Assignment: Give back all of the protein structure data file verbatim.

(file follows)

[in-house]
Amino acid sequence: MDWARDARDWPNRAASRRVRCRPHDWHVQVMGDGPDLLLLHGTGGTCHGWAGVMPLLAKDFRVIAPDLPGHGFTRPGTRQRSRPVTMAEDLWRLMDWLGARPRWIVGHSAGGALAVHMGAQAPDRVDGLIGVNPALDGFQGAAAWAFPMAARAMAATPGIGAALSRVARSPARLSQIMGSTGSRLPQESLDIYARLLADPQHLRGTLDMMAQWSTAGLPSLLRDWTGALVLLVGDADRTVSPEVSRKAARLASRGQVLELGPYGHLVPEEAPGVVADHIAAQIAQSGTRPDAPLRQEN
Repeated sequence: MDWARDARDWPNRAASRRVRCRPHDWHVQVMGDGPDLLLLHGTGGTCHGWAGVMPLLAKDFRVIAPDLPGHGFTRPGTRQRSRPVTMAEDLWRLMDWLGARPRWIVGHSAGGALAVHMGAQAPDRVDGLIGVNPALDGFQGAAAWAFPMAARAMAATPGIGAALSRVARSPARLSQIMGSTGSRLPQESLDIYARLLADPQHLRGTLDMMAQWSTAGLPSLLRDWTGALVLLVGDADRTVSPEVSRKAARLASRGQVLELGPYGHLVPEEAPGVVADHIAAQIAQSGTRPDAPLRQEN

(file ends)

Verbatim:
[in-house]
Amino acid sequence: MDWARDARDWPNRAASRRVRCRPHDWHVQVMGDGPDLLLLHGTGGTCHGWAGVMPLLAKDFRVIAPDLPGHGFTRPGTRQRSRPVTMAEDLWRLMDWLGARPRWIVGHSAGGALAVHMGAQAPDRVDGLIGVNPALDGFQGAAAWAFPMAARAMAATPGIGAALSRVARSPARLSQIMGSTGSRLPQESLDIYARLLADPQHLRGTLDMMAQWSTAGLPSLLRDWTGALVLLVGDADRTVSPEVSRKAARLASRGQVLELGPYGHLVPEEAPGVVADHIAAQIAQSGTRPDAPLRQEN
Repeated sequence: MDWARDARDWPNRAASRRVRCRPHDWHVQVMGDGPDLLLLHGTGGTCHGWAGVMPLLAKDFRVIAPDLPGHGFTRPGTRQRSRPVTMAEDLWRLMDWLGARPRWIVGHSAGGALAVHMGAQAPDRVDGLIGVNPALDGFQGAAAWAFPMAARAMAATPGIGAALSRVARSPARLSQIMGSTGSRLPQESLDIYARLLADPQHLRGTLDMMAQWSTAGLPSLLRDWTGALVLLVGDADRTVSPEVSRKAARLASRGQVLELGPYGHLVPEEAPGVVADHIAAQIAQSGTRPDAPLRQEN